Bloom Control Feed
Why Save Seeds? Science of Gardening
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To learn more about seed saving and finding open pollinated seeds, follow these links:

International Seed Saving Institute

This group provides seeds and support to farmers in developing countries. Their website includes background on why and how to save seeds. The group also operates Seeds Trust (, an online store offering heirloom, high altitude, and other specialty seeds. 

Seed Saver’s Exchange

Seed Saver’s publishes an annual catalog of seeds for sale, developed by a nationwide network of farmers and gardeners. Their grounds includes a 890 acre farm and a visitor’s center in Decorah, Iowa.

Seed Savers’ Network

Based in Australia, this organization connects Australian seed savers with each other to facilitate seeds exchange, and has helped to establish seed networks in several developing countries.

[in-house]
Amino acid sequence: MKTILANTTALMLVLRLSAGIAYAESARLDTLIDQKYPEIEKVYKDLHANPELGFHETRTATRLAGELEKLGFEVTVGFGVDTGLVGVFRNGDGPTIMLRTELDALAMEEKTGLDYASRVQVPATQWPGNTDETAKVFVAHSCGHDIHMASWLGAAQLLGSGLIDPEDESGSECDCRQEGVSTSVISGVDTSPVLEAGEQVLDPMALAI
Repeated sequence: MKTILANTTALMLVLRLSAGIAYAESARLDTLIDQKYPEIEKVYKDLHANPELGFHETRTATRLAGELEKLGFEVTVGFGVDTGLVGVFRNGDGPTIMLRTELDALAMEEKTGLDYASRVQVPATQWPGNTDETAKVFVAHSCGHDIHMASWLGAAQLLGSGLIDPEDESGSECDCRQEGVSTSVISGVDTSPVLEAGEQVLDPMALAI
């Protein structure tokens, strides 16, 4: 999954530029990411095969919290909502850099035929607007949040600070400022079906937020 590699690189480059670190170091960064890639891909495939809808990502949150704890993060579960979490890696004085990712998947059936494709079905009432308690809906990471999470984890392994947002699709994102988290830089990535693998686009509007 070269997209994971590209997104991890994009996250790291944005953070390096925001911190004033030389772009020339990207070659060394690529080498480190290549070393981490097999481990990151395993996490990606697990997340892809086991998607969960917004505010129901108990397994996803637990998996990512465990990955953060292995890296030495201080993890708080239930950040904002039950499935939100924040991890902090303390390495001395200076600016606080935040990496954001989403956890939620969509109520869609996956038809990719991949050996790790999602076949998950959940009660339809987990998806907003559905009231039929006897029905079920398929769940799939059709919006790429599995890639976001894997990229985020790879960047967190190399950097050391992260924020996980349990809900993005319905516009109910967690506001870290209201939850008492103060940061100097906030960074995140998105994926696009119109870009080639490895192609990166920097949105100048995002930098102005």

Native Seeds/SEARCH

The goal of Native Seeds is to conserve cultural as well as genetic diversity. They work with Native American farmers in the American Southwest to preserve their crops and the stories and native languages of the farmers who have developed them.




  A Word to the Wise:

Remember, you can’t perpetuate diversity by saving seeds from hybrid plants—this means many of the seeds and plants you can buy at the garden store. You need to start with what are called “open pollinated” seeds.

What’s the difference? Hybrid seeds are designed to produce very nice plants the first time around. They are the result of a grower’s deliberate pollination of one plant by another, usually done by hand. Often this involves many crosses that would be unlikely to happen without human intervention. (to learn how to try hybrids for yourself, see our Three Ways to Make a New Plant article). Seeds from Great Grandma’s tomatoes haven’t been through this. They are what is called “open pollinated,” meaning they’ve been bred without the help of humans. (And just how does pollination occur? Find out about The Secret Lives of Flowers.)




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